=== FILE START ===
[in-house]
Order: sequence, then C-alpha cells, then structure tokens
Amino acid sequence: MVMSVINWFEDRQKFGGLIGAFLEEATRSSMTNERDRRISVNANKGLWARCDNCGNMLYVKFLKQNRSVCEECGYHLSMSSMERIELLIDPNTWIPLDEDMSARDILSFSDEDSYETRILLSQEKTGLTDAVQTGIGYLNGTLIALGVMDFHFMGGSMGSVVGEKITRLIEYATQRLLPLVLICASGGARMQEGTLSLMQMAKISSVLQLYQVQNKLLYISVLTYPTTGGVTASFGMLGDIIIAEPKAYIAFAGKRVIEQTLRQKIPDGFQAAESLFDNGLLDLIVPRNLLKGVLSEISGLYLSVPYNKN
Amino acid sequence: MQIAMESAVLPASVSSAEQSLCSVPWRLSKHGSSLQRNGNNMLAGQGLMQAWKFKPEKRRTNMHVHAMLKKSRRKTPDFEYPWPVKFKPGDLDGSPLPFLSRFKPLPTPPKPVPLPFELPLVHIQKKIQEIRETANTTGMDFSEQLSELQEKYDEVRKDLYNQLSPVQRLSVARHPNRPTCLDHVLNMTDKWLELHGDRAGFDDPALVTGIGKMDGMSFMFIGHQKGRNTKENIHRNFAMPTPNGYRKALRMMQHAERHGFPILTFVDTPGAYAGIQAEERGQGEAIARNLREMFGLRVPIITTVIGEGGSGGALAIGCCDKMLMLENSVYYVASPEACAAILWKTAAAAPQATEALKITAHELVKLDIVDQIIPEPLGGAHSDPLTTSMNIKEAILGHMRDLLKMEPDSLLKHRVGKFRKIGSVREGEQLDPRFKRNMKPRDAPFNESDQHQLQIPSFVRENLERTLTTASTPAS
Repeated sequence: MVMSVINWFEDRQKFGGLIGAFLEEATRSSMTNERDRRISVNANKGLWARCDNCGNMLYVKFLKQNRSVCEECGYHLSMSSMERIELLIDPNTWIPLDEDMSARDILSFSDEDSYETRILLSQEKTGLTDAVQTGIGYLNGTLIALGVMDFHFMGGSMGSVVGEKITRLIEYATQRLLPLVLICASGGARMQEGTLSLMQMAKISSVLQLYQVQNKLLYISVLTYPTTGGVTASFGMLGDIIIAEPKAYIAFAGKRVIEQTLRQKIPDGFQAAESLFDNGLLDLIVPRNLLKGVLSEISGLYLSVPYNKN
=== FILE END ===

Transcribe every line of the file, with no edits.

[in-house]
Order: sequence, then C-alpha cells, then structure tokens
Amino acid sequence: MVMSVINWFEDRQKFGGLIGAFLEEATRSSMTNERDRRISVNANKGLWARCDNCGNMLYVKFLKQNRSVCEECGYHLSMSSMERIELLIDPNTWIPLDEDMSARDILSFSDEDSYETRILLSQEKTGLTDAVQTGIGYLNGTLIALGVMDFHFMGGSMGSVVGEKITRLIEYATQRLLPLVLICASGGARMQEGTLSLMQMAKISSVLQLYQVQNKLLYISVLTYPTTGGVTASFGMLGDIIIAEPKAYIAFAGKRVIEQTLRQKIPDGFQAAESLFDNGLLDLIVPRNLLKGVLSEISGLYLSVPYNKN
Amino acid sequence: MQIAMESAVLPASVSSAEQSLCSVPWRLSKHGSSLQRNGNNMLAGQGLMQAWKFKPEKRRTNMHVHAMLKKSRRKTPDFEYPWPVKFKPGDLDGSPLPFLSRFKPLPTPPKPVPLPFELPLVHIQKKIQEIRETANTTGMDFSEQLSELQEKYDEVRKDLYNQLSPVQRLSVARHPNRPTCLDHVLNMTDKWLELHGDRAGFDDPALVTGIGKMDGMSFMFIGHQKGRNTKENIHRNFAMPTPNGYRKALRMMQHAERHGFPILTFVDTPGAYAGIQAEERGQGEAIARNLREMFGLRVPIITTVIGEGGSGGALAIGCCDKMLMLENSVYYVASPEACAAILWKTAAAAPQATEALKITAHELVKLDIVDQIIPEPLGGAHSDPLTTSMNIKEAILGHMRDLLKMEPDSLLKHRVGKFRKIGSVREGEQLDPRFKRNMKPRDAPFNESDQHQLQIPSFVRENLERTLTTASTPAS
Repeated sequence: MVMSVINWFEDRQKFGGLIGAFLEEATRSSMTNERDRRISVNANKGLWARCDNCGNMLYVKFLKQNRSVCEECGYHLSMSSMERIELLIDPNTWIPLDEDMSARDILSFSDEDSYETRILLSQEKTGLTDAVQTGIGYLNGTLIALGVMDFHFMGGSMGSVVGEKITRLIEYATQRLLPLVLICASGGARMQEGTLSLMQMAKISSVLQLYQVQNKLLYISVLTYPTTGGVTASFGMLGDIIIAEPKAYIAFAGKRVIEQTLRQKIPDGFQAAESLFDNGLLDLIVPRNLLKGVLSEISGLYLSVPYNKN